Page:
Temperatures near the North Pole are expected to reach nearly 32 degrees F on Thursday — 40 to 50 degrees warmer than average, according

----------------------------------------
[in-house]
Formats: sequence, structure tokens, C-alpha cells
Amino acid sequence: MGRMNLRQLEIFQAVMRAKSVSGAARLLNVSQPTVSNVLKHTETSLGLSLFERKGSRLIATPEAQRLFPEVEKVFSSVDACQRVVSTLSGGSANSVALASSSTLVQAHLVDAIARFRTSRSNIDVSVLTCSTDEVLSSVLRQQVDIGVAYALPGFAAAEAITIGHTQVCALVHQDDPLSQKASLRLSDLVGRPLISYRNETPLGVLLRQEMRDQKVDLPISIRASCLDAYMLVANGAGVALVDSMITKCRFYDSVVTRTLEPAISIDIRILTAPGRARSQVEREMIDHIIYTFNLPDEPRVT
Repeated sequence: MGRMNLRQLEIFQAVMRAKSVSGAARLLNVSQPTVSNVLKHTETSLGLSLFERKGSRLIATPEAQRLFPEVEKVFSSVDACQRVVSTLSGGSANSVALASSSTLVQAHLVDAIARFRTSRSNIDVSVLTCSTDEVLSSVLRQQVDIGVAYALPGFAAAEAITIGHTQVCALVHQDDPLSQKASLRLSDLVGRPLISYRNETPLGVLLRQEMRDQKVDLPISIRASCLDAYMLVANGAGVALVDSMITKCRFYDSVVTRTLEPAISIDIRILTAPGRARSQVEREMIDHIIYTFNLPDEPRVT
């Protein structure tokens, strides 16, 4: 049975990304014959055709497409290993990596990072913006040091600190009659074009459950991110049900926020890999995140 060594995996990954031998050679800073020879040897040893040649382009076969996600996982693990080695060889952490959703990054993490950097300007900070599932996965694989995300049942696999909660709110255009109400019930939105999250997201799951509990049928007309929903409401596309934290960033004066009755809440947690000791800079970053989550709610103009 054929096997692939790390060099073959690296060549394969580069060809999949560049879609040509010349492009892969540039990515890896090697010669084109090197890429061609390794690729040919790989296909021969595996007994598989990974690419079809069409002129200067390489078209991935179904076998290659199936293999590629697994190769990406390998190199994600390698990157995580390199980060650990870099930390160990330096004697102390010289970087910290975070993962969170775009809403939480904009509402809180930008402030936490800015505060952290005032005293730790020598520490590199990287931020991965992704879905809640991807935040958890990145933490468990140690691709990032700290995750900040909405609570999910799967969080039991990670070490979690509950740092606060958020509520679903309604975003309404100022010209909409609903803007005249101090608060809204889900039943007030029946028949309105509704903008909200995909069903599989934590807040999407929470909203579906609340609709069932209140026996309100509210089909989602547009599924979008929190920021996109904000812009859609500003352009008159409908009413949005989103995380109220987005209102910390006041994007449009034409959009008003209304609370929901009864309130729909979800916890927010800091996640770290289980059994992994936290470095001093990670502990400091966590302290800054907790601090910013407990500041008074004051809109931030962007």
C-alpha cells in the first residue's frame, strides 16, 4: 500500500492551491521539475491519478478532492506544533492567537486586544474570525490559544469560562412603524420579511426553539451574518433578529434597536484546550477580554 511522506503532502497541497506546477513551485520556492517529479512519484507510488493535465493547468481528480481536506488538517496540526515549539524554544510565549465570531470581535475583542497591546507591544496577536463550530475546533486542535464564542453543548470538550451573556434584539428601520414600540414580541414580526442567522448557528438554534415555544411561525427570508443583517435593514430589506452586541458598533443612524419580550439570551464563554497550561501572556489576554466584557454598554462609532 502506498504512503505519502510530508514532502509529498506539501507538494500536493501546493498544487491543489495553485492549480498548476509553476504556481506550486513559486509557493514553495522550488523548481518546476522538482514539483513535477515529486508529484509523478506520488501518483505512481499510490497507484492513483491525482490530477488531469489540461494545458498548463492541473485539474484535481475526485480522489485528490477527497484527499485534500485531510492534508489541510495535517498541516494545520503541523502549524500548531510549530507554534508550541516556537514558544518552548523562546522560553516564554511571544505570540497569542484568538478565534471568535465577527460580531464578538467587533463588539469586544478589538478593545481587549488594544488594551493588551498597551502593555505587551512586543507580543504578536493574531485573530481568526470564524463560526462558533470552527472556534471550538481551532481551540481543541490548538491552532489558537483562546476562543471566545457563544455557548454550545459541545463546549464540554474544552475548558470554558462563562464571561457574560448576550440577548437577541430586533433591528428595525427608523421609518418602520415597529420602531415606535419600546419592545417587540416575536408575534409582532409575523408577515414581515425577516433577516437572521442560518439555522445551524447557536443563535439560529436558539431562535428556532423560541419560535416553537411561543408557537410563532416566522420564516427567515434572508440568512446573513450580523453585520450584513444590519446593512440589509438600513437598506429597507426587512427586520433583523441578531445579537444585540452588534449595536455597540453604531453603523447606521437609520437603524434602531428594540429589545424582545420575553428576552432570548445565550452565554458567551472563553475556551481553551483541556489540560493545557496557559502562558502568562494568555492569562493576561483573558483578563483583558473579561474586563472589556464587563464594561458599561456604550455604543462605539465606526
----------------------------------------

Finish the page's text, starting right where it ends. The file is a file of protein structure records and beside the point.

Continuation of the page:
to several weather models. The warm spell, driven by a powerful storm off the coast of Greenland, comes at the tail end of what is “ very likely” to be the world’s hottest year on record. It also follows an unusually warm November in which the Arctic lost 19,000 square miles of sea ice in just five days. A study published in the journal Nature earlier this month found such temperature spikes have happened in the Arctic once or twice a decade, dating back to the 1950s. A similar warming event happened at the end of 2015. But the study also found that as sea ice has declined over the last half-century, it has become easier for warm air to move into the region and the intensity of those spikes has worsened.